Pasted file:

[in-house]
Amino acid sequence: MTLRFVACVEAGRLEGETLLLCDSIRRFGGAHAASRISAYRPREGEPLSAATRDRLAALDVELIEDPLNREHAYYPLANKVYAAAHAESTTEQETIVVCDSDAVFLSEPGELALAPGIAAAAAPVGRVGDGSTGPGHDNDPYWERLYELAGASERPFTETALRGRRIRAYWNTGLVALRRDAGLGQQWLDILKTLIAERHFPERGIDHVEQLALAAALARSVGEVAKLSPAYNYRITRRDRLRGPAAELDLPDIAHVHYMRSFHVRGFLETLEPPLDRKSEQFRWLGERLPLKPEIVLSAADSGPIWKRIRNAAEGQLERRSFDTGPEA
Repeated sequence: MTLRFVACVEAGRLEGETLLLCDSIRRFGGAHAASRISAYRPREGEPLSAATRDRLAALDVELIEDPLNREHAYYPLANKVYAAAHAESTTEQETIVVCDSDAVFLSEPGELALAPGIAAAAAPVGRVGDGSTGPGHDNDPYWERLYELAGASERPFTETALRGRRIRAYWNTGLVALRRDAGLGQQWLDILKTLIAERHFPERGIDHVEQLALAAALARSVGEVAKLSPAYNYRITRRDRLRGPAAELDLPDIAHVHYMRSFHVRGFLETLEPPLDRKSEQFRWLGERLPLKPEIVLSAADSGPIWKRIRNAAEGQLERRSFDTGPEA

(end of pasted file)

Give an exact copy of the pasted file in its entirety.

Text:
[in-house]
Amino acid sequence: MTLRFVACVEAGRLEGETLLLCDSIRRFGGAHAASRISAYRPREGEPLSAATRDRLAALDVELIEDPLNREHAYYPLANKVYAAAHAESTTEQETIVVCDSDAVFLSEPGELALAPGIAAAAAPVGRVGDGSTGPGHDNDPYWERLYELAGASERPFTETALRGRRIRAYWNTGLVALRRDAGLGQQWLDILKTLIAERHFPERGIDHVEQLALAAALARSVGEVAKLSPAYNYRITRRDRLRGPAAELDLPDIAHVHYMRSFHVRGFLETLEPPLDRKSEQFRWLGERLPLKPEIVLSAADSGPIWKRIRNAAEGQLERRSFDTGPEA
Repeated sequence: MTLRFVACVEAGRLEGETLLLCDSIRRFGGAHAASRISAYRPREGEPLSAATRDRLAALDVELIEDPLNREHAYYPLANKVYAAAHAESTTEQETIVVCDSDAVFLSEPGELALAPGIAAAAAPVGRVGDGSTGPGHDNDPYWERLYELAGASERPFTETALRGRRIRAYWNTGLVALRRDAGLGQQWLDILKTLIAERHFPERGIDHVEQLALAAALARSVGEVAKLSPAYNYRITRRDRLRGPAAELDLPDIAHVHYMRSFHVRGFLETLEPPLDRKSEQFRWLGERLPLKPEIVLSAADSGPIWKRIRNAAEGQLERRSFDTGPEA